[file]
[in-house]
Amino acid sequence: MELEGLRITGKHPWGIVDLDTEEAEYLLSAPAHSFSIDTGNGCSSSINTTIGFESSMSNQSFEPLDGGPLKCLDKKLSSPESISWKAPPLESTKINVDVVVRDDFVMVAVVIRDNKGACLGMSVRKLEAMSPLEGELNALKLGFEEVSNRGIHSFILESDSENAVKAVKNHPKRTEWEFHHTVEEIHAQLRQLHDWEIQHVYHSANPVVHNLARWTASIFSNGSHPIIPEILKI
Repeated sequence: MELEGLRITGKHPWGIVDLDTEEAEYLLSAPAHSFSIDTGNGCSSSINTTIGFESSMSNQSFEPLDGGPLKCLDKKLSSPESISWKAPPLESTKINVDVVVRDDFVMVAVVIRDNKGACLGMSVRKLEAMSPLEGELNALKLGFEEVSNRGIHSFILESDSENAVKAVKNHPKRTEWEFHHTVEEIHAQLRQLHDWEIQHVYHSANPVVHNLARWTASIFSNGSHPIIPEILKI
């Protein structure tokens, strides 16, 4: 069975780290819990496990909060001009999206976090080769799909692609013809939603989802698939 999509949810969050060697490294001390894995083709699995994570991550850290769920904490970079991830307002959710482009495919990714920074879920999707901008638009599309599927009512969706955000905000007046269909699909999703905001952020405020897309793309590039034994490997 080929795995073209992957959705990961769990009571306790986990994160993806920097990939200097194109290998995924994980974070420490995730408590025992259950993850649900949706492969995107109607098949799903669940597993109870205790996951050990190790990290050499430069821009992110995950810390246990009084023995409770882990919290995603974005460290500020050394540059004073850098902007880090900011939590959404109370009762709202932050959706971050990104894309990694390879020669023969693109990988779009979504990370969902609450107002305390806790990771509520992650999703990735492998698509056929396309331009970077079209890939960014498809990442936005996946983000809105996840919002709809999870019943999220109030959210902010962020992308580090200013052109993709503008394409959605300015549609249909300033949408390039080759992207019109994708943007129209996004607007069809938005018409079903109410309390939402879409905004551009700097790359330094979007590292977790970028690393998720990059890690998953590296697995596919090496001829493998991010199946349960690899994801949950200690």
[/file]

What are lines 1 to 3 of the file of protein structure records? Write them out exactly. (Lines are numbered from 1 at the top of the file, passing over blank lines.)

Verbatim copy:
[in-house]
Amino acid sequence: MELEGLRITGKHPWGIVDLDTEEAEYLLSAPAHSFSIDTGNGCSSSINTTIGFESSMSNQSFEPLDGGPLKCLDKKLSSPESISWKAPPLESTKINVDVVVRDDFVMVAVVIRDNKGACLGMSVRKLEAMSPLEGELNALKLGFEEVSNRGIHSFILESDSENAVKAVKNHPKRTEWEFHHTVEEIHAQLRQLHDWEIQHVYHSANPVVHNLARWTASIFSNGSHPIIPEILKI
Repeated sequence: MELEGLRITGKHPWGIVDLDTEEAEYLLSAPAHSFSIDTGNGCSSSINTTIGFESSMSNQSFEPLDGGPLKCLDKKLSSPESISWKAPPLESTKINVDVVVRDDFVMVAVVIRDNKGACLGMSVRKLEAMSPLEGELNALKLGFEEVSNRGIHSFILESDSENAVKAVKNHPKRTEWEFHHTVEEIHAQLRQLHDWEIQHVYHSANPVVHNLARWTASIFSNGSHPIIPEILKI